New technology can be confusing. We're constantly bombarded with upgrades and updates, and it's hard to tell what's useful and what's superfluous. On the one hand, you probably don't need that iPhone app that simulates a stapler. On the other hand, it's easy to miss out on the stuff that actually can make your life simpler, easier or more entertaining. To prevent that from happening, I've compiled a list of some basic go-to gadgets, websites and applications. If you're like most online shoppers, you probably zip through checkout without a glance at the coupon code box. From now on, don't. Check this site first and find coupon codes for dozens of stores, like free shipping or 10 percent off. It's great for people who want to become slightly less riddled with debt.

Windows 7: If you're a PC user and have yet to upgrade, you're just being wacky. Windows 7 outperforms the debacle that is Vista in speed, features, interface, browsing and everything else.

Iomega Prestige 1 TB USB External Hard Drive: It's important to back up your files. Otherwise, the day will come when your computer crashes and you lose something precious, like the sad journal entries from that month you tried to diet (no one understands the pain!). Now that you can get an entire terabyte (i.e., too much space) for around $100 bucks, there's no reason to risk it.

The Pogoplug: A sort of companion product to the above, the Pogoplug allows you to save the contents of your external hard drive in a cloud server. We're not talking cumulonimbus, here. That means you can access the files remotely, even from your iPhone, and instantly share them with anyone you want. Pretty cool.

Skype: Finally gaining in popularity, this super-useful program lets you call anywhere in the world from your computer. The software's free, and if the person you're talking to is also on Skype, so is the call. That includes talk, IM and video chat.

Kodak Gallery: Upload all those digital photos you've taken to a central site and share them with your friends and family so they can stop hassling you about what's going on in your life (latest update: Just ate a brownie). You can also get lab-quality prints for a few cents per photo.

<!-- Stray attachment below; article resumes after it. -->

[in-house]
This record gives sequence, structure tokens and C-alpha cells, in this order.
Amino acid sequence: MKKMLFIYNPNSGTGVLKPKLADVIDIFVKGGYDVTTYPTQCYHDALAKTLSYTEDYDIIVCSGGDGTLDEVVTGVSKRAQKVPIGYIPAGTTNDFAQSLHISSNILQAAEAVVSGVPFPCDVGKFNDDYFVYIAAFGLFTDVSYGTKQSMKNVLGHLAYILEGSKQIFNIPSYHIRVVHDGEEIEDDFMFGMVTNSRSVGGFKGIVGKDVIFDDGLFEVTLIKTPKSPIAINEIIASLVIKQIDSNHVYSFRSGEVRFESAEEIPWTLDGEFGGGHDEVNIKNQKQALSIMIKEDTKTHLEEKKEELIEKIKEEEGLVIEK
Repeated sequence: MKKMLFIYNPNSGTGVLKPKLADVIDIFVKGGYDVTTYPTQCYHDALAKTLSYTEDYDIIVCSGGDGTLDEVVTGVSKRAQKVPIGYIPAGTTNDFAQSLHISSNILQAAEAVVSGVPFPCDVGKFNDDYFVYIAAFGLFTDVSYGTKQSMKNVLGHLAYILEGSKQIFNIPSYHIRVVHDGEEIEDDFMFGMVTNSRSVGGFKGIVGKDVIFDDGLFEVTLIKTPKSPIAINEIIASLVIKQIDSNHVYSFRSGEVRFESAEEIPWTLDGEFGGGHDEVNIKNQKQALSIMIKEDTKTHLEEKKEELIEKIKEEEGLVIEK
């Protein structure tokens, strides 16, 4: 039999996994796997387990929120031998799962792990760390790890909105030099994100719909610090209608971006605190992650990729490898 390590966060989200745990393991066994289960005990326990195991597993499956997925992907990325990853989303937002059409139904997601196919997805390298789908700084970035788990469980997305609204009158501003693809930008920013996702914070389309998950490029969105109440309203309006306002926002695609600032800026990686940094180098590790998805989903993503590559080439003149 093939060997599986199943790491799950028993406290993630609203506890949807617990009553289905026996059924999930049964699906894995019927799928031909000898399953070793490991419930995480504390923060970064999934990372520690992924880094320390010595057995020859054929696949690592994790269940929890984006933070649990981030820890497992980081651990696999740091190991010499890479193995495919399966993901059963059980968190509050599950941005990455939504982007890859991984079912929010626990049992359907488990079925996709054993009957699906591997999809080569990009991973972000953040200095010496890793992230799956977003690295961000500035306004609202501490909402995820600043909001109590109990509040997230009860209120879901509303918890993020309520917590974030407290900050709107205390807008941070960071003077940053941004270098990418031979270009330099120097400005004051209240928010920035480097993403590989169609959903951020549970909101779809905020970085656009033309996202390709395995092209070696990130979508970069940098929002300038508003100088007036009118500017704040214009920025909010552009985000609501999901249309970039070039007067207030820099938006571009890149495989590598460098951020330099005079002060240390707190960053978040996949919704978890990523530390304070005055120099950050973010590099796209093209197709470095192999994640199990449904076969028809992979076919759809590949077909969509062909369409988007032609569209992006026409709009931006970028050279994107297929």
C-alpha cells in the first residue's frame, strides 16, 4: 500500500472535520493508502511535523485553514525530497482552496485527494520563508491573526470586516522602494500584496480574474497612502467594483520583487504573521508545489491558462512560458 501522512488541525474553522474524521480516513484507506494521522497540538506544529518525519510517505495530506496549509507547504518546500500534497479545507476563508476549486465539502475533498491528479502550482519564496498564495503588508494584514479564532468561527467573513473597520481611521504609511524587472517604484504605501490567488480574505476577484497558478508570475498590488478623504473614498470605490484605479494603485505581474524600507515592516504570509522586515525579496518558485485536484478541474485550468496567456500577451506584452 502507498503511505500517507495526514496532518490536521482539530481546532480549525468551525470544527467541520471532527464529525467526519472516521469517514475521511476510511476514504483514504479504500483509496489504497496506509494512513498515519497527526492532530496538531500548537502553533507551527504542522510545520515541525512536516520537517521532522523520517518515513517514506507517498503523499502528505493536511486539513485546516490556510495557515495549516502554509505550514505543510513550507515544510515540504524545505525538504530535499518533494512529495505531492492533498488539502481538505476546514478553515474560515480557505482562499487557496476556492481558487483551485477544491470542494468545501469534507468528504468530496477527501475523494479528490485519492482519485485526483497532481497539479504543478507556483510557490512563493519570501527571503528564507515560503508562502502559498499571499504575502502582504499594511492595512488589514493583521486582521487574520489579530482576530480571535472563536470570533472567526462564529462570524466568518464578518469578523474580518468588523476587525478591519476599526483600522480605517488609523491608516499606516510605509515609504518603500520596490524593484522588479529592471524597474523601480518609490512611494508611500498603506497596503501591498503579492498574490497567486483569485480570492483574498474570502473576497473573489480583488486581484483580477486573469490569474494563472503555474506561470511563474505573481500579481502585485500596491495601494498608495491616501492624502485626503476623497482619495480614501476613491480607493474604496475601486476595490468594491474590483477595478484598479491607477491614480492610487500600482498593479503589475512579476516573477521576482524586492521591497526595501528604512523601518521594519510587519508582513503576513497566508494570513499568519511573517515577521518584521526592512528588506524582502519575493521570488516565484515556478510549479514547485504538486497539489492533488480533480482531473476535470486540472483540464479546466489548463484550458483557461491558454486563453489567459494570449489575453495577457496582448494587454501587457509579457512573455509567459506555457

Google Calendar: Keep all your important dates in one place, along with your vastly more abundant unimportant dates, and get reminders for upcoming events/appointments sent direct via email or text. It's truly useful for staying organized and on top of things. Stream music right to your computer, smart phone or Blu-ray player over an Internet connection. Pandora's intuitive algorithm lets you create playlists based on your favorite music while ruling out the songs you hate. Other cool Internet radio sites include Last FM, Grooveshark and Still one of the best (and only) reliable sites for streaming video, Hulu lets you watch thousands of movies and TV shows online for free. You'll still be subjected to the occasional commercial, but at least you can click over to neurotically check your email for the duration.

Flip Video Camcorder: Remember the bulky '80s camcorder? By the time you got that bad boy into position, most magical moments were long gone. Thankfully, the 2-inch-wide Flip lets you capture memories on the fly. It shoots in HD for up to 120 minutes of recording time, and you can even design your own.

The Martin Jetpack: Okay, so a jetpack is somewhat less practical than the other examples, but it's included here for sheer awesomeness factor. After ages of dreaming of ways to fly away from the people who annoy us, mankind has finally been gifted with the world's first "safe" and "affordable" jetpack. If you happen to have an extra $90,000 lying around, your morning commute could get a lot more interesting.

Katie is an Emmy-nominated tech host for A&E's We Mean Business. She can also be seen as a tech expert on CNN, The Style Network, AOL and others. She holds a degree in information technology new media from RIT. You can find her on the Web at

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